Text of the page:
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Celebrate Black History Month

A special calendar of events in New York.

Indypendent Staff Feb 6

Issue 232

This calendar is available as a PDF and as a special pullout centerspread in the February Indypendent.

THRU FEB 23
9 AM–5 PM weekdays • FREE
EXHIBIT: “Identity
“Identity” showcases works in fiber that explore imagery of people of the African diaspora. The exhibition features pieces by nine artists who use a variety of tools including embroidery, soft sculpture, quilt and mixed media. With elements of swag, spirituality, icons, music and social justice, the works illustrate the varying backgrounds and traditions that govern the artists’ lives.
Arsenal Gallery
The Arsenal Building, Central Park at 64th St. & Fifth Ave.

THRU FEB 18
Various times • $15 per screening
FILM SERIES: Fight the Power: Black Superheroes on Film
From blaxploitation icons to supernatural avengers to anti-colonial outlaws, this series spotlights industry-defying images of black heroism and empowerment in films that are as socially and politically subversive as they are downright fun. More info at bam.org.
BAM Rose Cinemas
30 Lafayette Ave., Bklyn

SAT FEB 3 – MARCH 31
6 PM • FREE
PHOTOGRAPHY: “Father Figure: Exploring Alternate Notions of Black Fatherhood
Since 2011, Zun Lee has embedded himself in the lives of African-American families, many of them from the Bronx and Harlem, photographing the intimate details of their everyday lives. This exhibition brings into focus the narratives of real fathers as caretakers, interrogating and dispelling stereotypes of black masculinity and absent fathers.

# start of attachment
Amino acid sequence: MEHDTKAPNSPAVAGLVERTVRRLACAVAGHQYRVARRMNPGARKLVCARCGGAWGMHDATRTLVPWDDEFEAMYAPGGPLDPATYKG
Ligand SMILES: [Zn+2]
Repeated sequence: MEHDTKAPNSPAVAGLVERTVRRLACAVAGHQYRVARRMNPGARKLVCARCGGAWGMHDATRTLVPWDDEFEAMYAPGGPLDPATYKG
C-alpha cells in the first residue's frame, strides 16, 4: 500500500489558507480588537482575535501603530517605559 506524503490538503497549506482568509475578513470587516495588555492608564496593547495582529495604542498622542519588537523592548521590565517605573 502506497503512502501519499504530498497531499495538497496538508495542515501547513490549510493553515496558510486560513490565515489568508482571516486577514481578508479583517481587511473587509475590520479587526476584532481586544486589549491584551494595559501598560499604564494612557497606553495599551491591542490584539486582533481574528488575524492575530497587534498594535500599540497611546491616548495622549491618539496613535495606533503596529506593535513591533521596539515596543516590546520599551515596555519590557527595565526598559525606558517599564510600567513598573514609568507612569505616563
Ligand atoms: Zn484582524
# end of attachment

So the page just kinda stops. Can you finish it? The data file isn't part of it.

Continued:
Bronx Documentary Center
614 Courtlandt Ave, Bronx, New York 10451

TUES FEB 6
6:30 PM–8:30 PM • $15
TALK: Black Is Beautiful: Fashion and Consciousness
Documentary photographer Kwame Brathwaite and his son Kwame S. Brathwaite join historian Tanisha Ford to reflect on the impact of Brathwaite Sr.’s pioneering “Black Is Beautiful” photographs. Beginning in the late 1950s, Brathwaite helped popularize an Afro-centric vision of female beauty featuring unstraightened hair and dark skin, then considered exotic in mainstream American media and popular culture.
Museum of the City of New York
1220 Fifth Ave at 103rd St., Mnhtn

Untitled (Sikolo with Carolee Prince Designs), 1968 by Kwame Brathwaite.

 

 

Angela Davis, a wanted woman. Source: FBI.

WED FEB 7
7 PM–9 PM • FREE
TEACH-IN: The Power of Black Feminism
A discussion on the history of black feminism and its lessons for a new generation of activists today. This gathering will also be the start of a month-long reading group surrounding Angela Davis’ Women, Race, and Class.